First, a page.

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CHARLES G. ADDISON, ESQ. The history of the Knights Templars, Temple Church, and the Temple


Sir John Froissart's Chronicles of England, France, Spain and the Ajoining Countries from the latter part of the reign of Edward II to the coronation of Henry IV in 12 volumes 

Chronicles of Enguerrand De Monstrelet (Sir John Froissart's Chronicles continuation) in 13 volumes 

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The history of the Knights Templars, Temple Church, and the Temple
page 309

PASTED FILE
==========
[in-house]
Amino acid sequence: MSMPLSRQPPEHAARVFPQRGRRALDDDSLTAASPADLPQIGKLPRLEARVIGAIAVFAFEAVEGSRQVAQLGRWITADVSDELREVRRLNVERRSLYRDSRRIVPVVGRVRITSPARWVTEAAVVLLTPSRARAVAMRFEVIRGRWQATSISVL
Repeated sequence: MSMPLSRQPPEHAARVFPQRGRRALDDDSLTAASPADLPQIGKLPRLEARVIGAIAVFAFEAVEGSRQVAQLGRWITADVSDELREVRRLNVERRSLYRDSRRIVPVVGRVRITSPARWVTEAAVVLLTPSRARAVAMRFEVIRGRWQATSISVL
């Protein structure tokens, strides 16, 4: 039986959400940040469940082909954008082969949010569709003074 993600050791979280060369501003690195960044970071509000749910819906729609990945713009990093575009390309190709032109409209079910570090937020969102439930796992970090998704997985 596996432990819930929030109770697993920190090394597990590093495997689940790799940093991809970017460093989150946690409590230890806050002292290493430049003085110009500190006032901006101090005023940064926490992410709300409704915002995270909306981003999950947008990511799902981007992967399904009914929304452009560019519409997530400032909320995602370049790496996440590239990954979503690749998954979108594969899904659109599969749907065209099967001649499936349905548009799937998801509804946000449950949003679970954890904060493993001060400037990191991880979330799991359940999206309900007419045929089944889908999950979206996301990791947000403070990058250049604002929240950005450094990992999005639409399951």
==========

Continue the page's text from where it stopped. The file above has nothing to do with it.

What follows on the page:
TUK TBMPLE CHURCH. each of a different pattern, bnt correspond in the general outline, and display great character and beauty. These shafts are connected together by bands at their centres; and the bases and capitals run into each other, so as to form the -whole into one column. Immediately above the arches resting on these columns, is a small band or cornice, which extends around the interior of the tower, and supports a most elegant arcade of interlaced arches. This arcade is formed of numerous small Purbeck marble columns, enriched with ornamented bases and capitals, from whence spring a series of arches which intersect one another, and produce a most pleasing and striking combination of the round and pointed arch. Above this elegant arcade is another cornice surmounted by six circular-headed windows pierced at equal intervals through the thick walls of the tower. These M indows are ornamented at the angles with small columns, and in the time of the Knights Templars they were filled with stained glass. Between each window is a long slender circular shaft of Purbeck marble, which springs from the clustered columns, and terminates in a bold foliated capital, whereon rest the groined ribs of the ceiling of the tower. J'rom the tower, with its marble columns, interlaced arches, and elegant decorations, the attention will speedily be drawn to the innumerable small columns, pointed arches, and grotesque human countenances which extend around the lower portion of the external aisle or cloister encircling the Round. The more these human countenances are scrutinised, the more astonishing and extraordinary do they appear. They 6eem for the most part distorted and agonised with pain, and have been supposed, not without reason, to represent the writhings and grimaces of the damned. Unclean beasts may be'observed gnawing the ears and tearing with their claws the bald heads of some of them, whose firmly-compressed teeth and quivering lips plainly denote intense

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